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Littlefield Work to be Performed in Phila., May 2

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from the publicist:

Philadelphia Sinfonia

April 6, 2010


Philadelphia Sinfonia Resurrecting Lost American Ballet for Kimmel Center Performance

Philadelphia Sinfonia, an award-winning youth orchestra led by Music Director and Conductor Gary D. White, has found and painstakingly pieced together the parts and score of a ballet, Café Society, composed by prominent American composer, Ferde Grofe, and will present this work in a multimedia performance at Philadelphia's Kimmel Center on May 2, 2010. The composer's son, Ferde Grofe, Jr., plans to attend and is the honorary chair of this historical event.

An original piano reduction score of the ballet is owned by a Sinfonia parent and dance historian, Sharon Skeel, and was shown to Gary White in the summer of 2009. The work was commissioned by early 20th Century Philadelphia choreographer, Catherine Littlefield, for her dance company known both as the Littlefield Ballet and the Philadelphia Ballet Company. It was premiered in Chicago, during a residency Littlefield held with the Chicago City Opera Company in 1938, but was subsequently performed by her company in Philadelphia; its last known performance was also here; in 1942, a concert version was performed by the Pennsylvania W.P.A (Works Projects Administration) Orchestra. Catherine Flaherty, Littlefield's niece, is also expected to attend the concert.

Fragile instrumental parts and a score were eventually found in The Fleisher Collection of the Free Library of Philadelphia, the only known location of extant parts in the world. Additional research in the Ferde Grofe archives at the Library of Congress allowed Maestro White to fill in the missing notes and phrases in these parts and score, and the orchestra has begun to rehearse the piece.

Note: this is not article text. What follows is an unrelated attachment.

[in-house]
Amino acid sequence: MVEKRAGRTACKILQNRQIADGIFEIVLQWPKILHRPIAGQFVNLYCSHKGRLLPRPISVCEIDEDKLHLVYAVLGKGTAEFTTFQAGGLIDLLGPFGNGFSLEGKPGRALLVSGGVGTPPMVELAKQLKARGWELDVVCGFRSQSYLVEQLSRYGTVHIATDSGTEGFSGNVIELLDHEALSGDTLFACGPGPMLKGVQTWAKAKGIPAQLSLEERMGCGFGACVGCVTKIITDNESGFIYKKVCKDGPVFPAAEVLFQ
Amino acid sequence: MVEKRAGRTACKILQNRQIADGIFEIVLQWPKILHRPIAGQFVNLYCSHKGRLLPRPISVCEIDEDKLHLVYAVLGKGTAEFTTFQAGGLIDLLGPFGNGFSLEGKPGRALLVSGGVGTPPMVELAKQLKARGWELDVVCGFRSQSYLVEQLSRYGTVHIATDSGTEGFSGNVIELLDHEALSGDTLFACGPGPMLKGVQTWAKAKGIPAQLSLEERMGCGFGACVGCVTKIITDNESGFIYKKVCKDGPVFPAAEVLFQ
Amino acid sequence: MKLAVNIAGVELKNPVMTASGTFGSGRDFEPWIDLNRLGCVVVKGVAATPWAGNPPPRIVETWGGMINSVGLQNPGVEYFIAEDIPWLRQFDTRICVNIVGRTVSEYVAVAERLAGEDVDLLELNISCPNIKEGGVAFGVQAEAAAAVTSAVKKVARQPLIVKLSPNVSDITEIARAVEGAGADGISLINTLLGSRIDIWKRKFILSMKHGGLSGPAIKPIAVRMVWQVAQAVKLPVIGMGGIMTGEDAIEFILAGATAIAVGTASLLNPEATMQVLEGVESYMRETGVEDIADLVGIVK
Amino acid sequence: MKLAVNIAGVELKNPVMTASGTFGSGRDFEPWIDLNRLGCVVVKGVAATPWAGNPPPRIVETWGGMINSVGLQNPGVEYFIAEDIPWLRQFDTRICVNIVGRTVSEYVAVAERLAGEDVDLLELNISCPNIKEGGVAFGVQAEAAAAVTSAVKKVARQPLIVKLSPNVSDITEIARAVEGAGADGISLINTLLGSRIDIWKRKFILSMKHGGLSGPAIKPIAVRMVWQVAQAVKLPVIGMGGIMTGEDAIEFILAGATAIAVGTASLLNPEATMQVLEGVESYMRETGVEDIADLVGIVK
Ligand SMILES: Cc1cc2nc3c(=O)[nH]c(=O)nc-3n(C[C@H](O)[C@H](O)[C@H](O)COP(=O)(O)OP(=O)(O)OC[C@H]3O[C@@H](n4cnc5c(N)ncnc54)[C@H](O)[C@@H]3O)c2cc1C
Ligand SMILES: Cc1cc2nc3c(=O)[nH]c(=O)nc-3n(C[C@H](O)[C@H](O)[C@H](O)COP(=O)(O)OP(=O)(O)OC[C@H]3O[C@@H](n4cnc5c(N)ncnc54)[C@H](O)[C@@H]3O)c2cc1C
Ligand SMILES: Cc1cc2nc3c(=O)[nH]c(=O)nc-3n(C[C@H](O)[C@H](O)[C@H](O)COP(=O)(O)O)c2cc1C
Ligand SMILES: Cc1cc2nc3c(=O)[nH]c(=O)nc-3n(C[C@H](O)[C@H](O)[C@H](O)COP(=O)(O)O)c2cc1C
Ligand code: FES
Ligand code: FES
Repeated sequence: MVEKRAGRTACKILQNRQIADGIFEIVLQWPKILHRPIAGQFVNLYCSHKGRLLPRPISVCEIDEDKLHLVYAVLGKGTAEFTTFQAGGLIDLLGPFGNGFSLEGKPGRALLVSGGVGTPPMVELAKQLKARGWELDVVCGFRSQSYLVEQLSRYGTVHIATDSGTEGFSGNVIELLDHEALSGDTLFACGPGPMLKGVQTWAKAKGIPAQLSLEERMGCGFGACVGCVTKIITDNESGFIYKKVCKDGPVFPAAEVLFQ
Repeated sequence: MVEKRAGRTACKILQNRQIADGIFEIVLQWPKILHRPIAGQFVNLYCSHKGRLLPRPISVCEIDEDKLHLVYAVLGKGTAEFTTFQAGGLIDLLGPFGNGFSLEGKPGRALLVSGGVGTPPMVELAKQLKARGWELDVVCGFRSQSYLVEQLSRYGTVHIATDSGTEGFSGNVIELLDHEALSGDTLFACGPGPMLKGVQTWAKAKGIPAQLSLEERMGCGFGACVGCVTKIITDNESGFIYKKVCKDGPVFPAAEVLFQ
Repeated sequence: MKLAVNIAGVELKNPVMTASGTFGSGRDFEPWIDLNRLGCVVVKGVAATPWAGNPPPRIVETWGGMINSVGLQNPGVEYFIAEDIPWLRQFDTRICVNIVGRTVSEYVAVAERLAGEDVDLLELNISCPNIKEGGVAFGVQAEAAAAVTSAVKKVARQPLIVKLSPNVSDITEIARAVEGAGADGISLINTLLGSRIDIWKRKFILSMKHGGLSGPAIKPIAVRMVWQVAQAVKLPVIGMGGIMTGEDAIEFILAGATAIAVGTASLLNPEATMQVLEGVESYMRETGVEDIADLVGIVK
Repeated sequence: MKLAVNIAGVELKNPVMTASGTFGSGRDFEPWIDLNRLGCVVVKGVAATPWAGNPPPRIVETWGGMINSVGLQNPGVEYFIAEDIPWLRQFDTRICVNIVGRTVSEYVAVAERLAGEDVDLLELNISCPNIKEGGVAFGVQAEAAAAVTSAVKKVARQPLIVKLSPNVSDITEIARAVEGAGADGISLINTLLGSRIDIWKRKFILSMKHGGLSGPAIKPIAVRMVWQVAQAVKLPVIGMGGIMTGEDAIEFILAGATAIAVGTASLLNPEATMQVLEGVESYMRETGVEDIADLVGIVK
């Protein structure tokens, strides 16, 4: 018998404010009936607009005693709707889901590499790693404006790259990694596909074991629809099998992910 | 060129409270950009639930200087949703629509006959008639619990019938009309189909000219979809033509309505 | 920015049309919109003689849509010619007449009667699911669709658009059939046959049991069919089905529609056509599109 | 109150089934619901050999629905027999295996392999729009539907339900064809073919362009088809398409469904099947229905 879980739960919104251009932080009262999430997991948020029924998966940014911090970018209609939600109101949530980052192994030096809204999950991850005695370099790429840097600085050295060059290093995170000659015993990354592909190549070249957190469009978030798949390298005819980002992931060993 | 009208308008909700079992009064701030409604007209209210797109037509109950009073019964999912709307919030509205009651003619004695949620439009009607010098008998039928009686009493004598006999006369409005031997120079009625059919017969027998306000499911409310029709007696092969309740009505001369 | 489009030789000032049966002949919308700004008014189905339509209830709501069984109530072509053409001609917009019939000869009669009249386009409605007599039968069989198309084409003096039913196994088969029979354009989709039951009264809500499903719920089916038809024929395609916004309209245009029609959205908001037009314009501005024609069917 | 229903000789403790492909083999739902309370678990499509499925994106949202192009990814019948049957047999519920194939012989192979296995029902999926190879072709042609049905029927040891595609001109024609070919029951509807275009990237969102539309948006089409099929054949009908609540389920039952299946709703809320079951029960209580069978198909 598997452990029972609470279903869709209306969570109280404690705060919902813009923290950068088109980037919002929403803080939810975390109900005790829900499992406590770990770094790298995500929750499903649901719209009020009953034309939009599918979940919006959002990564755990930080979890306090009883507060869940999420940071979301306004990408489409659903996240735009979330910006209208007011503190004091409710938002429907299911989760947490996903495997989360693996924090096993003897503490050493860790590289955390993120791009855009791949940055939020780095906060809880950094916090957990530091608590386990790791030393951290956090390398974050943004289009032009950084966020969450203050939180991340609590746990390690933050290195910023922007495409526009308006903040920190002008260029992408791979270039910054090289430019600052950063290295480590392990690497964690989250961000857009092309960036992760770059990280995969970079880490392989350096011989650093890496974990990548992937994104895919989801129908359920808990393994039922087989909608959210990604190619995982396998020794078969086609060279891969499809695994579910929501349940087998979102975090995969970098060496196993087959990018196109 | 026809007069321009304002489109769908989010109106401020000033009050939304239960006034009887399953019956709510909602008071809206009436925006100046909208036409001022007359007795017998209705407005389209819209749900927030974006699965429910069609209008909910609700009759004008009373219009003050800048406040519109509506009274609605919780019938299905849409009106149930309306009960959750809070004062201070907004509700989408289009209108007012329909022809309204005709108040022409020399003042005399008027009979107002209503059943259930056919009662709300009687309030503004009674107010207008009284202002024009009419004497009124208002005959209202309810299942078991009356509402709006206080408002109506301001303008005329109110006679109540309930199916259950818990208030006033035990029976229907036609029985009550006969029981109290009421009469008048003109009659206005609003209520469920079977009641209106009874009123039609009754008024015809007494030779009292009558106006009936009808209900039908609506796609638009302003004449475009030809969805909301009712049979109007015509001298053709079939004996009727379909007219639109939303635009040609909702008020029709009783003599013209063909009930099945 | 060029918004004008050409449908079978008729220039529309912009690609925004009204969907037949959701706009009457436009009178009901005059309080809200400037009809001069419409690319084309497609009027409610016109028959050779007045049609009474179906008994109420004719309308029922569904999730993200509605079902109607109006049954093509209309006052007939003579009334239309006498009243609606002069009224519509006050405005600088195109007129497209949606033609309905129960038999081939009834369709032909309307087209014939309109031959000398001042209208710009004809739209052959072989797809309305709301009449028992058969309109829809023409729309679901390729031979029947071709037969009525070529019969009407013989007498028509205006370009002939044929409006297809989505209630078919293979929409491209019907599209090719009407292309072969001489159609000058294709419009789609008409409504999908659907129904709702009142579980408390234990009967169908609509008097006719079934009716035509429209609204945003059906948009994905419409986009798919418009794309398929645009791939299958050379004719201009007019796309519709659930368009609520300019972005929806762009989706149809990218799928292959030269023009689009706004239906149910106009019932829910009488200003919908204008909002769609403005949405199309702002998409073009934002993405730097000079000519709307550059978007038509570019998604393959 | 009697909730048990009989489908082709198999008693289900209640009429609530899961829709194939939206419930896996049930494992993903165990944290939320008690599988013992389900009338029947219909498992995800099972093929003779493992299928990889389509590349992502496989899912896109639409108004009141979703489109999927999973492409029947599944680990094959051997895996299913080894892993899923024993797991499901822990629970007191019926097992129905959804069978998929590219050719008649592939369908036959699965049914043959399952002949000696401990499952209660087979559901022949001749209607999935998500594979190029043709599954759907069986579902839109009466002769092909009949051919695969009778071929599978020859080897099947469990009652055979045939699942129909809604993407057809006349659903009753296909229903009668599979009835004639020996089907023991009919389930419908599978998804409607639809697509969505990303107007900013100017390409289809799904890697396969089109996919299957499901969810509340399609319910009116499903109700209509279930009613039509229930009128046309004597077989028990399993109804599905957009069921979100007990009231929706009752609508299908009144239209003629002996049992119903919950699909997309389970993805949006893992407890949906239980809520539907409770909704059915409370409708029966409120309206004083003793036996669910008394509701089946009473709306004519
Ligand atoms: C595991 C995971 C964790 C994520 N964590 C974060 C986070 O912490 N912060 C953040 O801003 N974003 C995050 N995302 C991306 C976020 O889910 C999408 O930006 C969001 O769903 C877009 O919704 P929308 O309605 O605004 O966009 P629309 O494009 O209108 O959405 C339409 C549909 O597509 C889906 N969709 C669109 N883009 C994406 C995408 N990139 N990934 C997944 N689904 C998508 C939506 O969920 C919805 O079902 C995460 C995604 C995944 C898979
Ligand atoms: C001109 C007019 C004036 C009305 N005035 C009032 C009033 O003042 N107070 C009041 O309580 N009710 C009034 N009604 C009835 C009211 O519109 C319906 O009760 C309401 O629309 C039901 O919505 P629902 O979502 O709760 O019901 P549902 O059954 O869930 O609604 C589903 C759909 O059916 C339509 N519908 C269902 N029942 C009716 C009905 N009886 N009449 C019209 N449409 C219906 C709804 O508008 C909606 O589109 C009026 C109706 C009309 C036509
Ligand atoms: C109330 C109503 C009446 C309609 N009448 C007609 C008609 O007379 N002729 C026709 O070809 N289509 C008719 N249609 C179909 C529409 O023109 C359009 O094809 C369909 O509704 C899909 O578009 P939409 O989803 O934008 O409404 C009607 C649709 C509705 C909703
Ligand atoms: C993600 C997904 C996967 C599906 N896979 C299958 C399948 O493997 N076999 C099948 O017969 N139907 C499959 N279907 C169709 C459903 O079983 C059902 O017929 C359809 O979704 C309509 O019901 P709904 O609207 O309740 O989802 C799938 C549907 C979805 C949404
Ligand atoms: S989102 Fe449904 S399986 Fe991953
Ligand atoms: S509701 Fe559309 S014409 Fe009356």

Café Society is a satire; it is fun; and it has much of the flavor of the jazz and big band music of its time. Grofe's interest in uniting jazz and classical elements made him an ideal choice for the collaboration with Catherine Littlefield. Littlefield was known for works with American themes, a number of them lighthearted and combining elements of classical ballet with musical theater. Ferde Grofe shared her interest in Americana and the blending of orthodox and popular forms. Both had worked in vaudeville and movie palaces, and they both held the view that art should be entertaining. In many respects they foreshadowed the currently popular trend of blending jazz and classical genres. They viewed music and dance as whole art forms, not strictly divided into separate categories.

The ballet that resulted from their collaboration is comic and satirizes the fashionable club scene of their day. It opens with a cab whistle and the flashy entrance of Club 2222 (too-too-too-too)! As the orchestra is playing at the Kimmel Center in May, a video montage of archival material will be shown above the musicians, tracing the history of the writing of this work, including rare film footage of the original dancers and photographs of the ballet's legendary composer.

The public is invited to the concert in the Perelman Theater of the Kimmel Center, 300 S. Broad Street, Philadelphia, on Sunday, May 2, 2010 at 3:00 PM. Tickets will be available at the Kimmel Center box office a month ahead of the performance.

This concert closes Philadelphia Sinfonia's thirteenth season and also includes Franz Schubert's Rosamunde Overture; Mikhail Glinka's Russlan & Ludmilla Overture and Polovetsian Dances by Alexander Borodin.

Philadelphia Sinfonia is composed of 100 musicians ranging from exceptional middle school students through college-level musicians from the tri-state area. The orchestra performs a local concert series each year and tours internationally every two years – in July 2009 Philadelphia Sinfonia returned from a critically-acclaimed tour to Argentina. In 2007 Sinfonia was selected by The Philadelphia Orchestra as its Side-by-Side Program partner and in 2008 was named the Commended Winner in the 2008 Mark of Excellence "National Orchestra Honors Competition".

For more information about Philadelphia Sinfonia or directions to the concert, please visit www.philadelphiasinfonia.com or call 215-351-0363.

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In response to my queries, the sender explained that the program

doesn't include any actual dancing, but it will include a montage featuring footage of Catherine and Dorothie Littlefield and the Philadelphia Ballet Company in a performance of Cafe Society (around 1938). This footage was taken by critic Ann Barzel, a Littlefield friend. As far as I know, there is only about 55 minutes of Littlefield-related film in existence, all taken by Barzel and housed in Chicago's Newberry Library (I think there is a copy at the Dance Collection as well). There will also be still shots of the Littlefields included in the montage.

Littlefield is one of those dance figures who should be better known and I thought that your readership might be interested in at least hearing about this event.

I thought this opportunity might be valuable enough to share this rare opportunity to grab a lost bit of ballet history.

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